The Conjuring 2 Review


The Conjuring 2 Review


8 out of 10


Patrick Wilson as Ed Warren
Vera Farmiga as Lorraine Warren
Madison Wolfe as Janet Hodgson
Frances O’Connor as Peggy Hodgson
Lauren Esposito as Margaret Hodgson
Benjamin Haigh as Billy Hodgson
Patrick McAuley as Johnny Hodgson
Simon McBurney as Maurice Grosse
Maria Doyle Kennedy as Peggy Nottingham
Simon Delaney as Vic Nottingham
Franka Potente as Anita Gregory

Directed by James Wan

The Conjuring 2 Review

Did the events in “The Conjuring” films really happen? That is a question audiences may be asking themselves as they sit down to The Conjuring 2, the sequel to 2013’s The Conjuring, directed again by James Wan. Are Ed and Lorraine Warren the genuine article, or hucksters trying to pull the wool over everyone’s eyes? The Warrens’ cases are certainly well-documented. The Amityville haunting has burned its way into our consciousness, with the many books and films that that famous case inspired. But there is also the Enfield haunting, as a single mother and her family are terrorized by supernatural forces, and examined in this film. American audiences may not be as familiar with that case, although in England it garnered at least as much attention as the Amityville case. In both instances, the Warrens were there, and while the veracity of what they experienced is certainly up for debate, it becomes irrelevant when sitting down to The Conjuring 2. Either you believe it or you don’t, but in the end, it’s all fiction in its way. It is very important, while we may have our own doubts and misgivings about the afterlife, religion, and the paranormal, that the film tells this story with real conviction and faith. The Conjuring 2 absolutely believes in what it is saying, and therefore, it makes it easy for the audience to do so as well. 

James Wan is a very good horror director – a very good director, period, regardless of genre. Wan genuinely enjoys building tension, teasing it, orchestrating it like a master conductor, and no amount of special effects can equal the dread and the discordant unease that Wan seems to relish here. When the screams do come, they’re almost a relief, but they aren’t false “cat jumping on bed” moments either. Much of the fun of The Conjuring 2 is simply waiting for scenes to play out, and Wan has this wonderful ability to not only raise the levels of intensity from scene to scene, but he lets the audience play with these scene in their collective imaginations. It helps that the cinematography is so well done – Don Burgess keeps the camera flowing while not being showy about it.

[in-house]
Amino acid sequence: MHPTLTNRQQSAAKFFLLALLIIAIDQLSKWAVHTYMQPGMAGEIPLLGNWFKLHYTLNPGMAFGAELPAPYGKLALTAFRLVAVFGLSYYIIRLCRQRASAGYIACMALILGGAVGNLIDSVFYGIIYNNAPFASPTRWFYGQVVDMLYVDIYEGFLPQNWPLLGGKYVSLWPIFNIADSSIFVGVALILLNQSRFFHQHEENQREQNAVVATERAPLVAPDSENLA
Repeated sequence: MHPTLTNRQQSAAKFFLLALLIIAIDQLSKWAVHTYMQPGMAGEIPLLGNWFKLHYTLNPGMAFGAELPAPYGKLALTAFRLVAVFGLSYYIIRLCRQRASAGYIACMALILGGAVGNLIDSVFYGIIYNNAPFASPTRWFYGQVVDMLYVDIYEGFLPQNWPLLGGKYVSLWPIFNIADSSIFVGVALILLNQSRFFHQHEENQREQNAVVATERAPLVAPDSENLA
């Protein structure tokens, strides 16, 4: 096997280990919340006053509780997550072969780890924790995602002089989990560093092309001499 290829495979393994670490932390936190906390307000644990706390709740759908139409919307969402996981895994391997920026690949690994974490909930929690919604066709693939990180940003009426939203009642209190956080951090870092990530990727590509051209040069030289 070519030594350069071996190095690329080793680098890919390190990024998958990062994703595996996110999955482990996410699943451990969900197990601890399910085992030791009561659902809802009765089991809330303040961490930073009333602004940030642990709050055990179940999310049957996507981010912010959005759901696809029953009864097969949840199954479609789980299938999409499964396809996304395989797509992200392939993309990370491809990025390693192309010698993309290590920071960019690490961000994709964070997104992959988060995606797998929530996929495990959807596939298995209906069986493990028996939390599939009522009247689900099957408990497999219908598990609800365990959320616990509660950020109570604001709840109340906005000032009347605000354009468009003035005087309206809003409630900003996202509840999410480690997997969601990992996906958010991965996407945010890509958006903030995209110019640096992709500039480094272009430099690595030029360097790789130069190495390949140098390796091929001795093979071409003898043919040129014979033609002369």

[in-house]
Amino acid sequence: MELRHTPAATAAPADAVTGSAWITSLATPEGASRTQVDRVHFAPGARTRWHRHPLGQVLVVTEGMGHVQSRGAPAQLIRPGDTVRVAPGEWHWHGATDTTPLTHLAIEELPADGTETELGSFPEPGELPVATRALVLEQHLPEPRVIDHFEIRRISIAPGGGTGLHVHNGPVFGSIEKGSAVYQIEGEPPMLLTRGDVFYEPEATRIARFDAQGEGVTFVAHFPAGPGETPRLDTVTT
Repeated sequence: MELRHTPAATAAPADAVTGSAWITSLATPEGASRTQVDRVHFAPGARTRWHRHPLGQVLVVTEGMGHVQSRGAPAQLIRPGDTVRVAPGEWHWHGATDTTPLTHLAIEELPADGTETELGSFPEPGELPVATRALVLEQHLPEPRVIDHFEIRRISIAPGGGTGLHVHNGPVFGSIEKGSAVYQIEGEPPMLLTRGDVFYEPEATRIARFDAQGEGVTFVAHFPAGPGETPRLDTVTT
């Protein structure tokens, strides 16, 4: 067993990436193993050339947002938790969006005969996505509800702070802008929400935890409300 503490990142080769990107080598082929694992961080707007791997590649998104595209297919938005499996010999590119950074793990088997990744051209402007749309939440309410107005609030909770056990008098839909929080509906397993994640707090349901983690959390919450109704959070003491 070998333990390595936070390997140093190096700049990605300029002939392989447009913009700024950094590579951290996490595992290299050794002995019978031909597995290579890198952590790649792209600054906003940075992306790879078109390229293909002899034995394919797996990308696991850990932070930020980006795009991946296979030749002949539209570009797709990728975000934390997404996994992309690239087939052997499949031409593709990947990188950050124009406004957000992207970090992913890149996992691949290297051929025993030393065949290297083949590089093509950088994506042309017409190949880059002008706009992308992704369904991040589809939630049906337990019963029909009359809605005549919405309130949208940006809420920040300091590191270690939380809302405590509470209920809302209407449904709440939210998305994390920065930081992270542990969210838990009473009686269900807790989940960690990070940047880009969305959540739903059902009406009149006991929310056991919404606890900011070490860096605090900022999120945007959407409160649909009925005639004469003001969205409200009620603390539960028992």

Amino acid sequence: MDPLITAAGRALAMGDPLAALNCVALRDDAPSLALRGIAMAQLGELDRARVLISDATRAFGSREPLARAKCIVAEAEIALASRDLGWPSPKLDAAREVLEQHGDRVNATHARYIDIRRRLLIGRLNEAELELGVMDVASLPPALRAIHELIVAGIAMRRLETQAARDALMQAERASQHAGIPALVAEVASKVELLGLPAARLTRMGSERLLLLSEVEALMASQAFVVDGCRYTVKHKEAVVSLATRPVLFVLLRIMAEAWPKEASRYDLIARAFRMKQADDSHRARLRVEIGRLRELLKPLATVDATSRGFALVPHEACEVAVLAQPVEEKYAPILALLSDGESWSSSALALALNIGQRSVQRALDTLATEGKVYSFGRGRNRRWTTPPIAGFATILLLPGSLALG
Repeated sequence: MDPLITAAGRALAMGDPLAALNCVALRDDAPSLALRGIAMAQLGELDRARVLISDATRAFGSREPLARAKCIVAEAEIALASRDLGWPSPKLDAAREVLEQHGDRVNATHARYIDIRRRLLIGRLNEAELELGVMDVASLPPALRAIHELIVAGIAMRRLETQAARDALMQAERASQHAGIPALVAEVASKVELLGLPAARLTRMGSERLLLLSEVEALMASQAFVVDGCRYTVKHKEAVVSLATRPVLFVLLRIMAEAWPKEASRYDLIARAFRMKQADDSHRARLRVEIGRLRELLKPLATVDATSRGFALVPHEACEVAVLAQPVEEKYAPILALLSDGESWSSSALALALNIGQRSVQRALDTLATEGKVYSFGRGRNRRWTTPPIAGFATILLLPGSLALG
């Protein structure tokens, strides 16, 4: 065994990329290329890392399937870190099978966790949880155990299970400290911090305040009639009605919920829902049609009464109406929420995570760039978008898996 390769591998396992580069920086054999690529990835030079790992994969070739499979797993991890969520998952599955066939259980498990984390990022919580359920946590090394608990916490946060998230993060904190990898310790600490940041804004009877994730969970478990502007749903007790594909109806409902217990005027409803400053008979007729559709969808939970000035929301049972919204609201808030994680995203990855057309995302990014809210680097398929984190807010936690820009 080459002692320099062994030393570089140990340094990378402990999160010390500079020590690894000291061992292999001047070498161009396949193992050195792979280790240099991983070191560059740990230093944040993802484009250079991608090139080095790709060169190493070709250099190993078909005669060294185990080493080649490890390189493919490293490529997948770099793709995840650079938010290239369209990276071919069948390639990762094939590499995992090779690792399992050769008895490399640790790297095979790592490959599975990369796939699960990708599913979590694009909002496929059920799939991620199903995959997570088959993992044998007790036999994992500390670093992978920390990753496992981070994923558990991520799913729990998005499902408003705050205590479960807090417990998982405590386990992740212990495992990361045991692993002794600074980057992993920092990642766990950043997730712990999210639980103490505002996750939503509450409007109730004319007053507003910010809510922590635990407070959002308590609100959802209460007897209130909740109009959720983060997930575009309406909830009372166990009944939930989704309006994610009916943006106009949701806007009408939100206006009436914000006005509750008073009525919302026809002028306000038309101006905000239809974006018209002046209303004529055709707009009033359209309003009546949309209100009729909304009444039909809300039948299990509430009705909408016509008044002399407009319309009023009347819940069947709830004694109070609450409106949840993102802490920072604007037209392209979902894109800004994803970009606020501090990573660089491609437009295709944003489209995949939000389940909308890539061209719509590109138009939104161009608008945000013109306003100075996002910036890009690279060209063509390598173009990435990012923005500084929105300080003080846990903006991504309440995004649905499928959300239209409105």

The Conjuring 2 works so well because much of the scares are practically done. There is more effects work than in the first film, which relied more on tension and mood. But when it comes time for Wan to give the audience a jolt, he does it with panache and skill. This is naturally a bigger film than the first. While The Conjuring was fairly intimate, James Wan is painting on a bigger canvas this time, and a larger budget. But he also shows a terrific versatility in that regard. Considering that his last film was Furious 7, Wan’s ability to keep the proceedings restrained, and to slowly build his power and let scenes play out, showcases him as a very talented filmmaker.

But what’s best about the “Conjuring” films as a franchise (and I hope it becomes a very successful franchise) is that we come to like and even love these characters. Many horror films are about putting people through the grinder, or gratuitously taking pleasure in other’s suffering. But the best horror films have always given us characters to root for and to empathize with, and Wan, with screenwriters Carey Hayes, Chad Hayes, and David Johnson, gives us a smart, compassionate look at these people. 

But the performances make it easier for the audiences to embrace The Conjuring 2’s story, and James Wan has an affinity for good actors, who have to navigate this supernatural world and make it believable. Patrick Wilson and Vera Farmiga give honest, earnest performances, and bring the audience into these strange proceedings with real grace and empathy. They are our guides through the mystery and the terror, and both Wilson and Farmiga are strong, compassionate, and often very funny. This is a couple who we would follow into the darkness, and frankly, these movies wouldn’t work without them. 

Steadfast in their faith but free of judgment, the Warrens are eager to help those in need, but as The Conjuring 2 begins, the Warrens have experienced their most terrifying case yet in a house on Long Island. The opening shot will be very familiar to horror fans, and I love how Wan tackles that particular iconic event – by giving us a look through Lorraine’s eyes. Lorraine is so disturbed by what she sees that she decides that she and Ed should probably stick close to home for a while. Ed isn’t as easily swayed – he wants to take the fight to the forces of darkness, but Lorraine’s premonitions suggest a very dark fate for her husband. But a single mother in Enfield, England, is dealing with a supernatural entity of her own, one that seems to be attacking her and her children. When the haunting unexpectedly makes national news, the Warrens are drawn in.

With the bigger scale, The Conjuring 2 loses a little of the intimacy of the first, but the scares stay constant and terrifying. In the context of the film, these terrors feel frighteningly real, and audiences shouldn’t get hung up on the accuracy and should just let the film work its magic. You’re sitting down at a campfire, listening to a story and hoping to be scared. That’s what we want from movies like this, and The Conjuring 2 delivers. The Conjuring 2 is a very satisfying and scary sequel, and this is a franchise that should continue to terrify us for a long time to come.